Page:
There is a great scene in Robert Rodriguez' Mexican film El Mariachi (a low-budget gem from 1992) in which the main character (an ill-fated mariachi singer/guitarist played by Carlos M. Gallardo) goes to a bar in search of work only to be told that Mexican music didn't need real musicians anymore because technology had rendered them obsolete. But even if that were true, one certainly wouldn't know it listening to banda -- an area of regional Mexican music in which large orchestra-size outfits are very much the norm. On La Consentida de México, Banda los Escamilla's 2006 lineup includes no less than 17 men -- and when that many guys are on board, a big, full-bodied sound comes naturally. This 29-minute disc is fairly diverse, ranging from traditional ranchera-minded fare to more neo-banda sounds. La Consentida de México isn't quite techno-banda, but it isn't strictly old-school in its outlook, either; a band that was strictly old-school would not have included an unlikely remake of reggaetón star Daddy Yankee's "Lo Que Pasó, Pasó," which works surprisingly well in a brassy banda setting. And Escamilla makes some Latin pop moves on "Qué Decepción (Qué Resbalon)." Nonetheless, a more traditional and classically banda approach prevails on "Los Polvos de Estos Caminos," "Guarecita," "Media Vida," and the corrido "Lucio Peña." It should be noted that even though La Consentida de México is Banda los Escamilla's first Fonovisa release, it is (according to Fonovisa) their seventh album overall; the Zacatecas outfit had been together at least 30 years when this release came out in 2006. But La Consentida de México isn't stuck in the past; this is an enjoyable, if brief, outing that often cherishes banda's history while acknowledging some Latin trends of the 2000s.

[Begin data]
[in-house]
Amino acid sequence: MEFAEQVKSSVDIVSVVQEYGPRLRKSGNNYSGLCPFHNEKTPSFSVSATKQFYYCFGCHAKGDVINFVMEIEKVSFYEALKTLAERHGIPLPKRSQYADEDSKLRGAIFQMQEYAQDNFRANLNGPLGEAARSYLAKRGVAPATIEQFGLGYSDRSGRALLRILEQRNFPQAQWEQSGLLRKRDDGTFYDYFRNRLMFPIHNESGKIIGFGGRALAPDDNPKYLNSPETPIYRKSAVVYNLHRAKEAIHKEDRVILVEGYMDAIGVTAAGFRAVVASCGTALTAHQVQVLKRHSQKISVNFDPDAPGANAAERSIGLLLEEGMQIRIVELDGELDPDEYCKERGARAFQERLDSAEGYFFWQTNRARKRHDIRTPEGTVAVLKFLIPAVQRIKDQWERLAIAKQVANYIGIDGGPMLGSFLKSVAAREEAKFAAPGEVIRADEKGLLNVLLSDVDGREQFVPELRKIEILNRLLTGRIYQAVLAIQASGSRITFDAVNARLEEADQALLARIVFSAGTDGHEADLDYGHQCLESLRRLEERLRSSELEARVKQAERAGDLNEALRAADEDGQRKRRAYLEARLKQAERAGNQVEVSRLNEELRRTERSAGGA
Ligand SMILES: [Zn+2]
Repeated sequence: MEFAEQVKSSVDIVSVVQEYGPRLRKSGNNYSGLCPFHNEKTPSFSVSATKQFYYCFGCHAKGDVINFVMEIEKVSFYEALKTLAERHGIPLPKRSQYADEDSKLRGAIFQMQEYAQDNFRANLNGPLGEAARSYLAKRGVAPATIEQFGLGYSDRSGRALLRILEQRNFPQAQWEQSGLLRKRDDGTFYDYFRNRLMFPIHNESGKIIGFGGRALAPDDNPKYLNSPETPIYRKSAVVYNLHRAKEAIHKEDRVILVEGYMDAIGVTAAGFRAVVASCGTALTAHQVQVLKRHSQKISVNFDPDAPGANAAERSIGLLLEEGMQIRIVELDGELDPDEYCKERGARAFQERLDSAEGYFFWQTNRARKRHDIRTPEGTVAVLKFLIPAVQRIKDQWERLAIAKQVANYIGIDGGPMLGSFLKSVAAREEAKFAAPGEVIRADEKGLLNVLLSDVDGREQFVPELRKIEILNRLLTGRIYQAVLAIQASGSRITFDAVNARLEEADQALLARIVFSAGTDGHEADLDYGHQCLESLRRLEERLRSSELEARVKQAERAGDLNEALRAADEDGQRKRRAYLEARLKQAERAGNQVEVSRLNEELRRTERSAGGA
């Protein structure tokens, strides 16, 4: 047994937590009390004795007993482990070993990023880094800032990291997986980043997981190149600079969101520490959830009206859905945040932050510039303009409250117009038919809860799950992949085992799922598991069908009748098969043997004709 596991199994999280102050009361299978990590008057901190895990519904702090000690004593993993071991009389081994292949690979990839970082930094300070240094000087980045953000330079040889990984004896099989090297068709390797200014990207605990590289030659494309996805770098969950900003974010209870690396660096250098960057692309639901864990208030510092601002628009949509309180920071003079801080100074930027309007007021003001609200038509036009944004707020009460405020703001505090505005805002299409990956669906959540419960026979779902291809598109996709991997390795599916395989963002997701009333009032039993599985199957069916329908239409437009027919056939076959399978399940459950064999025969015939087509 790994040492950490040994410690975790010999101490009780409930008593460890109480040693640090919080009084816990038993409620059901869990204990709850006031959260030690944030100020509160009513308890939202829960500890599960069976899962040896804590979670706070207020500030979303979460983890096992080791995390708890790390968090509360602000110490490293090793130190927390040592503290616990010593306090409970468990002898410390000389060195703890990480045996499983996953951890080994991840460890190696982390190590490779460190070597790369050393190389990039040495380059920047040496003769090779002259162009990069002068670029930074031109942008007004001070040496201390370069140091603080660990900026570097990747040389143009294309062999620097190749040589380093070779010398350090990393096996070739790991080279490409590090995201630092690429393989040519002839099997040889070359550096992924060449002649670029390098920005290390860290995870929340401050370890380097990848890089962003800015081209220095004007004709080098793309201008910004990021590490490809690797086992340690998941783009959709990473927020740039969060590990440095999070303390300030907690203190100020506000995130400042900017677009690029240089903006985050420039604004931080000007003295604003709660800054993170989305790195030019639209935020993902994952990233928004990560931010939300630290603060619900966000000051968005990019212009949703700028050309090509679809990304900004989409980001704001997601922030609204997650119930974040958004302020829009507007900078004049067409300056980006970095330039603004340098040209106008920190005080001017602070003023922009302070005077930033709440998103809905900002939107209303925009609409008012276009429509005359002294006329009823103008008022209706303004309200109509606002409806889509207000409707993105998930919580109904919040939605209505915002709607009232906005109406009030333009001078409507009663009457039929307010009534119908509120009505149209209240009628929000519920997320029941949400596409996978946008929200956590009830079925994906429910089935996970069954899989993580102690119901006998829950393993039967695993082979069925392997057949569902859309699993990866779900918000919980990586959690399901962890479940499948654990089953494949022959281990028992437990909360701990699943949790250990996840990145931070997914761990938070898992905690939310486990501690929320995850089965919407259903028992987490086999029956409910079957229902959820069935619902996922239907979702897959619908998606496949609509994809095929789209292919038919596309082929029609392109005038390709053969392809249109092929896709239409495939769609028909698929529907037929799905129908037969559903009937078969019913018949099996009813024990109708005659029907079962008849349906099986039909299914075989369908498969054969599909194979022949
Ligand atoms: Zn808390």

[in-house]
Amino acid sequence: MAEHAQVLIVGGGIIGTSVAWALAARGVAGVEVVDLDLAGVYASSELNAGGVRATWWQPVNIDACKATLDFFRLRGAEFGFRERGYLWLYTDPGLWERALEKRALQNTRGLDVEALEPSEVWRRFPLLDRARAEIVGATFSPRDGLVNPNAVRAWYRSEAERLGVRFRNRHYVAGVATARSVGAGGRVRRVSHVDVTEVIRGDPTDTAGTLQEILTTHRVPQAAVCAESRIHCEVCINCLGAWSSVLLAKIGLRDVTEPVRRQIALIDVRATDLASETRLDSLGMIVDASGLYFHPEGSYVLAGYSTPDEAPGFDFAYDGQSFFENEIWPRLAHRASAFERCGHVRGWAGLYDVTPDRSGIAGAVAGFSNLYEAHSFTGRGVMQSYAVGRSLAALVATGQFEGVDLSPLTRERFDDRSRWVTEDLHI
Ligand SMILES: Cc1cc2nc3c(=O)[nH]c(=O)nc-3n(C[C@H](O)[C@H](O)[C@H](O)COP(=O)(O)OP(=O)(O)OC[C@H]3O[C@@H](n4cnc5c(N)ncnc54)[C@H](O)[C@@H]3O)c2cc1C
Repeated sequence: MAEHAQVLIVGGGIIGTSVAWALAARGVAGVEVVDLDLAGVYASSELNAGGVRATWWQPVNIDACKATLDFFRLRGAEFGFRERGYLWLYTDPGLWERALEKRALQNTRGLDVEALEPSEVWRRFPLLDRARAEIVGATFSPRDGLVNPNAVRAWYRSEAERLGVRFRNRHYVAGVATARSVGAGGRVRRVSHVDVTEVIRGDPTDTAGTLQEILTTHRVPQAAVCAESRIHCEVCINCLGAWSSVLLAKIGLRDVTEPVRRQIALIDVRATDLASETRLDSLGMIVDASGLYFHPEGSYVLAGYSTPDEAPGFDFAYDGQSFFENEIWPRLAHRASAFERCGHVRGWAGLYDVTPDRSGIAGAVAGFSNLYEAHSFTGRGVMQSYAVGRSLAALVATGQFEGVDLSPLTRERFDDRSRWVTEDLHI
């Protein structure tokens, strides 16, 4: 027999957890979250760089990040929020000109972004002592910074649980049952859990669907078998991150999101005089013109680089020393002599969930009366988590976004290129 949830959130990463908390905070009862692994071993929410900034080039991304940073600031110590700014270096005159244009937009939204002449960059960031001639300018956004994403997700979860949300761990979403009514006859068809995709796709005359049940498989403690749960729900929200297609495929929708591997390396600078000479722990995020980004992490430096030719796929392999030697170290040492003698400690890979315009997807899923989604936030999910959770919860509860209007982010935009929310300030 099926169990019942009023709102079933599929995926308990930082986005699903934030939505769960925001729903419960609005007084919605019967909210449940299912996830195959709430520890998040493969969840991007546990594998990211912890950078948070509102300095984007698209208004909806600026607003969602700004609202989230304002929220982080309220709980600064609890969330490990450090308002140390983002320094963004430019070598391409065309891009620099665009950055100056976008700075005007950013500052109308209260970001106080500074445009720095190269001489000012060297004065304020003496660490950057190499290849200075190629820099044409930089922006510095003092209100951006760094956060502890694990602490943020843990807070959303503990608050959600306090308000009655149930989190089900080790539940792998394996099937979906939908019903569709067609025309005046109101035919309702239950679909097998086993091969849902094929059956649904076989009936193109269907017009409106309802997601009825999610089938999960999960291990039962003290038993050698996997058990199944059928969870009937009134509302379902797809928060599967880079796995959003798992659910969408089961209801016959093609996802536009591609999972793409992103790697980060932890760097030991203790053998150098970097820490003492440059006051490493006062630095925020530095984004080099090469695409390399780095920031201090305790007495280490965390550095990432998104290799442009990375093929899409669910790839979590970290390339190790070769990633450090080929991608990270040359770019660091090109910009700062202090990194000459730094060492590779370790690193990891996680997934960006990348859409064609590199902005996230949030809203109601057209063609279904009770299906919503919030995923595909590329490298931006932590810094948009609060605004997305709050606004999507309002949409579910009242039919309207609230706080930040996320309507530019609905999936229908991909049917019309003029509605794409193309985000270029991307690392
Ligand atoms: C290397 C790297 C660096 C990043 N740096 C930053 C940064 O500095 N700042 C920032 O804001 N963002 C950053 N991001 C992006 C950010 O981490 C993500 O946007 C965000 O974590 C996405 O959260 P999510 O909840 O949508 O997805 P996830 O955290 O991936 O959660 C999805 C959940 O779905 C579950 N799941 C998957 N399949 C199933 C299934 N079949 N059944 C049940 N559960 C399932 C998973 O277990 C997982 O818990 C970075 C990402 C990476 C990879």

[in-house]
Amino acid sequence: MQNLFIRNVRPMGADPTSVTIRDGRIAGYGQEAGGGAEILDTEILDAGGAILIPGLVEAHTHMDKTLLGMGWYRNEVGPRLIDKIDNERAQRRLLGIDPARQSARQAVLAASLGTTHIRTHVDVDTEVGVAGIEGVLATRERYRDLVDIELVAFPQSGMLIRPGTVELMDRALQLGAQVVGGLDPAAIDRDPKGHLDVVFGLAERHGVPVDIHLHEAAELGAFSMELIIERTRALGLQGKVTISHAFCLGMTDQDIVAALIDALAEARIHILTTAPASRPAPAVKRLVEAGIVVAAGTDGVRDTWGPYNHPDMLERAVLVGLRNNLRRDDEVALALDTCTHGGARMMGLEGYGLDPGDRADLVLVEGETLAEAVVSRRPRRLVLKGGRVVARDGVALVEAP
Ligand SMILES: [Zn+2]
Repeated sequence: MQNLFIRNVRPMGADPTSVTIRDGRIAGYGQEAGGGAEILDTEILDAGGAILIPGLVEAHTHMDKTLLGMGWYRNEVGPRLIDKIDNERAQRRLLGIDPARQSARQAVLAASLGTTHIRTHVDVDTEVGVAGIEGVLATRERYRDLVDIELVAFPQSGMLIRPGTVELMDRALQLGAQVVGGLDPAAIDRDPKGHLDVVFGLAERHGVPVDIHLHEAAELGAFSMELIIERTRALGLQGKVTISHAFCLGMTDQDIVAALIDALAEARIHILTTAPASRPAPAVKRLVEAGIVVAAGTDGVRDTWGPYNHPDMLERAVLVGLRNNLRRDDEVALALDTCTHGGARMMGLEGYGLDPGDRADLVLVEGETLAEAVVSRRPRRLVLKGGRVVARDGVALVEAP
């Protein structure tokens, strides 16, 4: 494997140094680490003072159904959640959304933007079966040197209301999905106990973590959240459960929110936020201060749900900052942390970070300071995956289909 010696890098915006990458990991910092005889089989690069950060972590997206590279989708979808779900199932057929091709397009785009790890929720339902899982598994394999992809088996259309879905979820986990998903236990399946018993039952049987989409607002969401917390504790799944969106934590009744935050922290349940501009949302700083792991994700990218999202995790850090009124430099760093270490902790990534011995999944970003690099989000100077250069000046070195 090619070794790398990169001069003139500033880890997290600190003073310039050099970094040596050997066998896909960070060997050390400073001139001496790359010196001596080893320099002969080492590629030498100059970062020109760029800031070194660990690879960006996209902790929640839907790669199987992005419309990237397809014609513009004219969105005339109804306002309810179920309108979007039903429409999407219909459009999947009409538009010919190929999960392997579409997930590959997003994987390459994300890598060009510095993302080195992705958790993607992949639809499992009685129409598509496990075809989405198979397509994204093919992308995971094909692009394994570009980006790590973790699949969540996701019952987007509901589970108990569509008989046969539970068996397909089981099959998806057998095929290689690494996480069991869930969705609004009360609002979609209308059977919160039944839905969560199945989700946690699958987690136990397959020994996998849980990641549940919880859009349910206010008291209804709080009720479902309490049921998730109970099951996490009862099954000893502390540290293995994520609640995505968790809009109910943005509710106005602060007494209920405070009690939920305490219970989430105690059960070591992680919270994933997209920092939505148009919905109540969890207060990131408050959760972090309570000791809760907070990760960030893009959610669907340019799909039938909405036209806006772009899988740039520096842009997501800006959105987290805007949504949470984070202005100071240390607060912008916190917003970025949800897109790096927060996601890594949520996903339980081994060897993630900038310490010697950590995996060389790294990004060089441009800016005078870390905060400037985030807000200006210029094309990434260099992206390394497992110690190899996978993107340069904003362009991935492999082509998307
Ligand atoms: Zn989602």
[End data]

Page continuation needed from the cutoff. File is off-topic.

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AllMusic Review by Alex Henderson